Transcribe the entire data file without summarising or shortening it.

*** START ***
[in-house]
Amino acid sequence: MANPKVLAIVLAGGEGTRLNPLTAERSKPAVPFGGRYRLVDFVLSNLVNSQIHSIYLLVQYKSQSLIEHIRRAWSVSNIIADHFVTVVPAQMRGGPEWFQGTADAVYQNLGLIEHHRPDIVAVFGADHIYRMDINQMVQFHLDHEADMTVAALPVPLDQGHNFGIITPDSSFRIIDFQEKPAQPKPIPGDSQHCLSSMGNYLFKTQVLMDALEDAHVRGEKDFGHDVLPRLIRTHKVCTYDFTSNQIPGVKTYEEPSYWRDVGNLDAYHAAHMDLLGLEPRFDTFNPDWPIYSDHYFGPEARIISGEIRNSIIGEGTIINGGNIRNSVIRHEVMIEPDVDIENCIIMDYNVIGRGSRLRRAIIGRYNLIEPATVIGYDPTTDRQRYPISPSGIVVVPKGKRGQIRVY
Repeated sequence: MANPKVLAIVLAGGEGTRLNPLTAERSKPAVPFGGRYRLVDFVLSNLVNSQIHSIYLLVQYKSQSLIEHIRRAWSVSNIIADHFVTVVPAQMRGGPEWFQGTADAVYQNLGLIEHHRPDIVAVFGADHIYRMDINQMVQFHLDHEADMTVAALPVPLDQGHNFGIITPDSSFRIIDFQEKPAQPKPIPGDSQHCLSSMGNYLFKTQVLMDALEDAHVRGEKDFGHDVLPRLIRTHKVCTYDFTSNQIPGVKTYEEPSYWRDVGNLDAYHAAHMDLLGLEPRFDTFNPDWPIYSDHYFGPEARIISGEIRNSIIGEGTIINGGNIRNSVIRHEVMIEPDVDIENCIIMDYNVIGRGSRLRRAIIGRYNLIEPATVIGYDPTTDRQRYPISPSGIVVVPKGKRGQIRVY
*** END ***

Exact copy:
[in-house]
Amino acid sequence: MANPKVLAIVLAGGEGTRLNPLTAERSKPAVPFGGRYRLVDFVLSNLVNSQIHSIYLLVQYKSQSLIEHIRRAWSVSNIIADHFVTVVPAQMRGGPEWFQGTADAVYQNLGLIEHHRPDIVAVFGADHIYRMDINQMVQFHLDHEADMTVAALPVPLDQGHNFGIITPDSSFRIIDFQEKPAQPKPIPGDSQHCLSSMGNYLFKTQVLMDALEDAHVRGEKDFGHDVLPRLIRTHKVCTYDFTSNQIPGVKTYEEPSYWRDVGNLDAYHAAHMDLLGLEPRFDTFNPDWPIYSDHYFGPEARIISGEIRNSIIGEGTIINGGNIRNSVIRHEVMIEPDVDIENCIIMDYNVIGRGSRLRRAIIGRYNLIEPATVIGYDPTTDRQRYPISPSGIVVVPKGKRGQIRVY
Repeated sequence: MANPKVLAIVLAGGEGTRLNPLTAERSKPAVPFGGRYRLVDFVLSNLVNSQIHSIYLLVQYKSQSLIEHIRRAWSVSNIIADHFVTVVPAQMRGGPEWFQGTADAVYQNLGLIEHHRPDIVAVFGADHIYRMDINQMVQFHLDHEADMTVAALPVPLDQGHNFGIITPDSSFRIIDFQEKPAQPKPIPGDSQHCLSSMGNYLFKTQVLMDALEDAHVRGEKDFGHDVLPRLIRTHKVCTYDFTSNQIPGVKTYEEPSYWRDVGNLDAYHAAHMDLLGLEPRFDTFNPDWPIYSDHYFGPEARIISGEIRNSIIGEGTIINGGNIRNSVIRHEVMIEPDVDIENCIIMDYNVIGRGSRLRRAIIGRYNLIEPATVIGYDPTTDRQRYPISPSGIVVVPKGKRGQIRVY